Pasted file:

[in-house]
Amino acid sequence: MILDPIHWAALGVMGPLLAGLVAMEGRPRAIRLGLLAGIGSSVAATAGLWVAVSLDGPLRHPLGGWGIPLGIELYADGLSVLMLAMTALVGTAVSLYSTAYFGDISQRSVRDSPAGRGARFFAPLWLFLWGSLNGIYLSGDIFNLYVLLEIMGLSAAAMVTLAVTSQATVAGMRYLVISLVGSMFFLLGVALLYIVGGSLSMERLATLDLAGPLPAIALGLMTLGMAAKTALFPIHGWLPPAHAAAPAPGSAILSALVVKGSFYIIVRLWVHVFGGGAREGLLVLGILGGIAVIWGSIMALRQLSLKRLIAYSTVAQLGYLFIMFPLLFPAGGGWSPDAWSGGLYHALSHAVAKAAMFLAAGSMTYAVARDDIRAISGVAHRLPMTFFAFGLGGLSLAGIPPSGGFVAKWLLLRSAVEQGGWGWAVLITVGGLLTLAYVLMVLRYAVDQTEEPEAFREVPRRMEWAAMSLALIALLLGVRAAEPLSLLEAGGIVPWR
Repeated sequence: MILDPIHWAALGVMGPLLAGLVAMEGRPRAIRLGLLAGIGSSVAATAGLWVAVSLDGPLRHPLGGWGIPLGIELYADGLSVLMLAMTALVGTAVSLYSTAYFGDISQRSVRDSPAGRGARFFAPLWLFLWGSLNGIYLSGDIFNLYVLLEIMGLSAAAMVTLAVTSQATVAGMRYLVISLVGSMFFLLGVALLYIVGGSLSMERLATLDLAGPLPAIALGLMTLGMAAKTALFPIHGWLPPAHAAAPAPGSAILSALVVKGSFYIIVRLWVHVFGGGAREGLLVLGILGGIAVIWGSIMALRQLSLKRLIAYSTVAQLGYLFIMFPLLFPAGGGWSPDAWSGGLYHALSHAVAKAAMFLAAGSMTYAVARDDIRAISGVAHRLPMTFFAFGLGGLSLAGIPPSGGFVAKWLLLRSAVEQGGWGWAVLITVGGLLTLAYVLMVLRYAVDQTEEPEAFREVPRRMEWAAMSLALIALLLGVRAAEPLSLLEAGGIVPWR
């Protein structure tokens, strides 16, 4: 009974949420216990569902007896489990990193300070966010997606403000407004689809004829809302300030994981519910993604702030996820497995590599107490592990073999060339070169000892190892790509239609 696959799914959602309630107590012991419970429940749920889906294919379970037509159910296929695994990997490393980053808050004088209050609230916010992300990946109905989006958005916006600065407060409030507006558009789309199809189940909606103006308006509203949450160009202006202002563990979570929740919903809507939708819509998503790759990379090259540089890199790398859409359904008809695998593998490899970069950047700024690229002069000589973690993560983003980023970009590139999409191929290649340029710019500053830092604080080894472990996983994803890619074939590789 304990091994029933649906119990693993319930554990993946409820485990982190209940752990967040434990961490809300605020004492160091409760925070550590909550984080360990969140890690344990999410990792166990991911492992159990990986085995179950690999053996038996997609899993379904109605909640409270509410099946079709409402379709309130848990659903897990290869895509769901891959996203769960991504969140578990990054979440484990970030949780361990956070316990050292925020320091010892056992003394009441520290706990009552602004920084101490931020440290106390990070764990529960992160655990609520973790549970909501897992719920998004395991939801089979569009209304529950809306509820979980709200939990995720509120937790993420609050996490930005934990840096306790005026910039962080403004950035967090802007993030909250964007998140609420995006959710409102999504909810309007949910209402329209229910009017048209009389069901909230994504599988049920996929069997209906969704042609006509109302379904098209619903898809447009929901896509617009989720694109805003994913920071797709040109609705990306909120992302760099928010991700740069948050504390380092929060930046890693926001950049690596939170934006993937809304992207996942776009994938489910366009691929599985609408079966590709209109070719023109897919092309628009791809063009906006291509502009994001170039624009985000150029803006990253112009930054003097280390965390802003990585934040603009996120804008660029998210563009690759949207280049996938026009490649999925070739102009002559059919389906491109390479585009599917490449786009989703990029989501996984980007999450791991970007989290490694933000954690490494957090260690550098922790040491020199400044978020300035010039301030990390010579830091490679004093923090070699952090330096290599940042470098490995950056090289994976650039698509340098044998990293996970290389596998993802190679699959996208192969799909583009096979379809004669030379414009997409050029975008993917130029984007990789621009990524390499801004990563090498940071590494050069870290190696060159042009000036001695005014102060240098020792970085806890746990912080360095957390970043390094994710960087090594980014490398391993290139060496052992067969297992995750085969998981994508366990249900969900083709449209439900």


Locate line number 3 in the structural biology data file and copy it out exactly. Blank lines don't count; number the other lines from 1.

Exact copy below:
Repeated sequence: MILDPIHWAALGVMGPLLAGLVAMEGRPRAIRLGLLAGIGSSVAATAGLWVAVSLDGPLRHPLGGWGIPLGIELYADGLSVLMLAMTALVGTAVSLYSTAYFGDISQRSVRDSPAGRGARFFAPLWLFLWGSLNGIYLSGDIFNLYVLLEIMGLSAAAMVTLAVTSQATVAGMRYLVISLVGSMFFLLGVALLYIVGGSLSMERLATLDLAGPLPAIALGLMTLGMAAKTALFPIHGWLPPAHAAAPAPGSAILSALVVKGSFYIIVRLWVHVFGGGAREGLLVLGILGGIAVIWGSIMALRQLSLKRLIAYSTVAQLGYLFIMFPLLFPAGGGWSPDAWSGGLYHALSHAVAKAAMFLAAGSMTYAVARDDIRAISGVAHRLPMTFFAFGLGGLSLAGIPPSGGFVAKWLLLRSAVEQGGWGWAVLITVGGLLTLAYVLMVLRYAVDQTEEPEAFREVPRRMEWAAMSLALIALLLGVRAAEPLSLLEAGGIVPWR